Are we all breathing wrong?
We breathe on average 20,000 times a day without even thinking about it but statistics show 1 in 10 of us aren’t doing it quite right. We ask breathwork coach Stuart Sandeman where we’re going wrong and how we can reverse our bad habits…
Is there a right and wrong way to breathe?
On a day-to-day level when your body is not under threat, we should be practicing ‘diaphragmatic’ or ‘deep belly’ breathing. “This is a fuller and slower breath and it allows the organs to move down,” explains Stuart Sandeman, who is the founder of Breathpod. The other type of breath is intercostal chest breathing which we tend to do when we’re in a state of stress. “The short shallow breath is a hyperventilating breath and if you are breathing into your chest at rest or as default you will be creating stress,” says Stuart.
How do people get into bad breathing habits?
Illness, injury and posture can play a part but Stuart believes there are two main reasons: habitual stress when your brain thinks you’re under threat – what he calls the “modern-day tiger” – and trauma. “We breathe 20,000 times a day so if you breathe in this way (into your chest) for a year or however long you are in the stressful situation you form a habit and the muscles find it easier to breathe in this way. The other reason is that when we go through an experience you can hold your breath and create tension in the body. My journey into this was through grief and I learned I was holding my emotion in my chest.”
He also adds that people get into bad habits if they suck in their stomach for aesthetic reasons. “Guys wanting a six-pack and girls wearing high-waisted jeans only allows them to breathe into the chest because they are holding their muscles in. It sounds silly but it’s true.”
How can we learn how to breathe properly?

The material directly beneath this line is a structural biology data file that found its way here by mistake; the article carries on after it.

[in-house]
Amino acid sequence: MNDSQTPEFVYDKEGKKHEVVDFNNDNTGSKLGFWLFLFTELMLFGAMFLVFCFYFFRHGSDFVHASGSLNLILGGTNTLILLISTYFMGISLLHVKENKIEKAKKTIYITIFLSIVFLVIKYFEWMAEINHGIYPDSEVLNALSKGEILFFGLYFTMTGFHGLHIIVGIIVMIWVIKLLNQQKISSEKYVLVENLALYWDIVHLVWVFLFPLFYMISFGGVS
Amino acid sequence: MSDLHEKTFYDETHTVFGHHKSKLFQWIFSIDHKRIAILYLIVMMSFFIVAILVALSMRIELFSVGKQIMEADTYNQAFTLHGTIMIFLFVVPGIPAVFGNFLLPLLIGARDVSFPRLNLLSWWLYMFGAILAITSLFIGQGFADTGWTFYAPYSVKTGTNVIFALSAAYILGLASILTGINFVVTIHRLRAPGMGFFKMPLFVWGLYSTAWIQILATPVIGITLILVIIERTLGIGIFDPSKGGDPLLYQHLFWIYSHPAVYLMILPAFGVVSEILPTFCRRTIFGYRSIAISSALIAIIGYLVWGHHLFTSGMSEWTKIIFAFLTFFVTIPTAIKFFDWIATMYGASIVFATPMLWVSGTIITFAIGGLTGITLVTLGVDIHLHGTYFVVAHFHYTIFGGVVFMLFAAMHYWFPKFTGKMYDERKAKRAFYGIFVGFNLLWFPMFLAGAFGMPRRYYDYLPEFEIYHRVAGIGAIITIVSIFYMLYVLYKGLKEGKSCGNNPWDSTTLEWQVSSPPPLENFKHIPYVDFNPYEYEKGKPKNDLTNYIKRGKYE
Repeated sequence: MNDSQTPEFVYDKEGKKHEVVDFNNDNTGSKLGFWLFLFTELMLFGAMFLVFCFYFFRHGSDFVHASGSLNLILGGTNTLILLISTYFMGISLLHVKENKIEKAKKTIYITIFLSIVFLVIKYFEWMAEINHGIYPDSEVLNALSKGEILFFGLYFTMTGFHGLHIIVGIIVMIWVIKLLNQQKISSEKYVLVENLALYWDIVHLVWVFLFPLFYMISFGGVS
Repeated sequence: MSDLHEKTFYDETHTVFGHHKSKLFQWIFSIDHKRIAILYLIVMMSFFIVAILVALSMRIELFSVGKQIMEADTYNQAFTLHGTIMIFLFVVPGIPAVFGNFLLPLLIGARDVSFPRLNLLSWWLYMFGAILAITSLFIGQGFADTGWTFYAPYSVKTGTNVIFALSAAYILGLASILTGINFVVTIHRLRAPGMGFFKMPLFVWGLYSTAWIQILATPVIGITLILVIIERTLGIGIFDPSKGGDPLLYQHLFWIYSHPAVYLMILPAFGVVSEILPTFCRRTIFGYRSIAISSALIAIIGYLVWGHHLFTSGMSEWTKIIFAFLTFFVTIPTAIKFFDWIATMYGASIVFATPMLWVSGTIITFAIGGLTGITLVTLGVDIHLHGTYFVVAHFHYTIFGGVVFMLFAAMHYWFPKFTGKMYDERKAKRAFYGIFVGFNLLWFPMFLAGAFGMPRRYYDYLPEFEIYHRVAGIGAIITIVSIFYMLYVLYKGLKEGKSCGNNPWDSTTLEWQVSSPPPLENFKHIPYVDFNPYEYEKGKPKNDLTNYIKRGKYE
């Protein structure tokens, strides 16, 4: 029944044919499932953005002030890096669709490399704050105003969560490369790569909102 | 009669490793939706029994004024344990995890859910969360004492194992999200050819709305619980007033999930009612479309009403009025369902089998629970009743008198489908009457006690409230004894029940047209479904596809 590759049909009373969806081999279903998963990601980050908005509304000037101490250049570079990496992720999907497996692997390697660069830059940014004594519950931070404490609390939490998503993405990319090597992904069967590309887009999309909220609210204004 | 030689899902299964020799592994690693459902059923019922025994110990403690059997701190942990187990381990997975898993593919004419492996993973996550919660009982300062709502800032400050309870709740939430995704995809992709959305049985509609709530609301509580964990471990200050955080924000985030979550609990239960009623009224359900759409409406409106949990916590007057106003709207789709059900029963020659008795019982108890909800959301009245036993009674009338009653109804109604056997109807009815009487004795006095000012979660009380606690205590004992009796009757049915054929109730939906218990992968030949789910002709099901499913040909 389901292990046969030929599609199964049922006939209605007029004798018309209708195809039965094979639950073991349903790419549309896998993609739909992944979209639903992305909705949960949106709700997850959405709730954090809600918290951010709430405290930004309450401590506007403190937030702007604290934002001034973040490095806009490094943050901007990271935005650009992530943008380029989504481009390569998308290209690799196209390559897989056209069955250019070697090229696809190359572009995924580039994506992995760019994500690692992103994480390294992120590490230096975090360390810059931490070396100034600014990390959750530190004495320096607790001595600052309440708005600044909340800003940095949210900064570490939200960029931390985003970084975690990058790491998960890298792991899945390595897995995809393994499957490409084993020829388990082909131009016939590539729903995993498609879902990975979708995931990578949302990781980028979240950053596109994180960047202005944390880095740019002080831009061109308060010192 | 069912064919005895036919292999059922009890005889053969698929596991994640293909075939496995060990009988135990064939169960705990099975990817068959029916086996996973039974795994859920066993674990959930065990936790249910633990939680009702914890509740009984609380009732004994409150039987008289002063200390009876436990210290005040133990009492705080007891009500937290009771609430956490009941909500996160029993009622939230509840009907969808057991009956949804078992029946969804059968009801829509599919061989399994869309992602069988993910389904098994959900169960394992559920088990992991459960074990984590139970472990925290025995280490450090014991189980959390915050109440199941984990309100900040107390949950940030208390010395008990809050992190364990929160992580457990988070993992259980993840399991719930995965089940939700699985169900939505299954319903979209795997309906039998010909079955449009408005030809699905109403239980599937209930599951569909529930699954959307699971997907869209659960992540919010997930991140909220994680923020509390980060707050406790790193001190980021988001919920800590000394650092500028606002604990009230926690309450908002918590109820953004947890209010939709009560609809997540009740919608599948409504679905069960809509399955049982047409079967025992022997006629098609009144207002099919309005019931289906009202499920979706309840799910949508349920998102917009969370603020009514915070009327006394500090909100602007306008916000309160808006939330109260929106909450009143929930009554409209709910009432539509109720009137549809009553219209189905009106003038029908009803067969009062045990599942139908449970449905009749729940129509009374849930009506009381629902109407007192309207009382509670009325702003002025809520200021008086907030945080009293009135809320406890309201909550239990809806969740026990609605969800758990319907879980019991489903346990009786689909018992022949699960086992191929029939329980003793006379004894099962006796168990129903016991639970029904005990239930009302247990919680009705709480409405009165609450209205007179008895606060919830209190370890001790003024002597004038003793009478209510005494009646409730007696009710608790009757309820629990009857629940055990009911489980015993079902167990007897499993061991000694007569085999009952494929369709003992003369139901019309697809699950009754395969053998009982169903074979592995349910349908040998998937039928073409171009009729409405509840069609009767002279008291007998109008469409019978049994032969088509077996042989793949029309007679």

“Firstly just sit down and take a minute to notice where you are breathing and if you are breathing into your chest to try and reverse it,” advises Stuart. “Lie down on your back and try to start breathing from the stomach and in and out through the nose. If this doesn’t work, try to visualise breathing into the hips to encourage your diagram to move downwards.” Of course, if you’re still having problems then get yourself to one of Stuart’s breathwork classes where he can guide you through the experience.
What are the benefits of breathing properly?
Plentiful and accessible in less than one minute, Stuart tells us. “The breath is the most accessible and powerful thing we have to make an instant change. One of the physical benefits is that it provides a better delivery of oxygen to the cells and the heart rate goes down so you are improving your blood pressure. You’re also likely to experience improved sleep, focus and concentration: you will breathe a lot slower and you will feel calmer and more energised. It will also help with allergies because you are filtering more air through the nose.”
How did you get into breathwork?
Stuart’s journey into breathwork started when he took his mum, who is a yoga teacher, to a breathing workshop for Mother’s Day. At the time he was grieving the loss of his girlfriend to terminal cancer and he had such a profound experience in that first session he continued going back for more. “There was something that happened in the room that day,” he explains. “I also started to feel the difference in the gym and feel stronger and fitter. I started Breathpod because I thought everybody should experience this. Breathwork was a little bit ‘woo woo’ at the time and I wanted to show it doesn’t need to be unicorns and fairies and crystal circles. Yes, you can have this profound spiritual shift but it is grounded in science. It ultimately came from a passion and desire to get the world breathing better.”
Stuart is holding workshops at The Ministry on Tuesday October 1st and Tuesday November 5th from 7pm – 9pm. For £5 off tickets book here using DOSE code ‘BREATHPODDOSE’.
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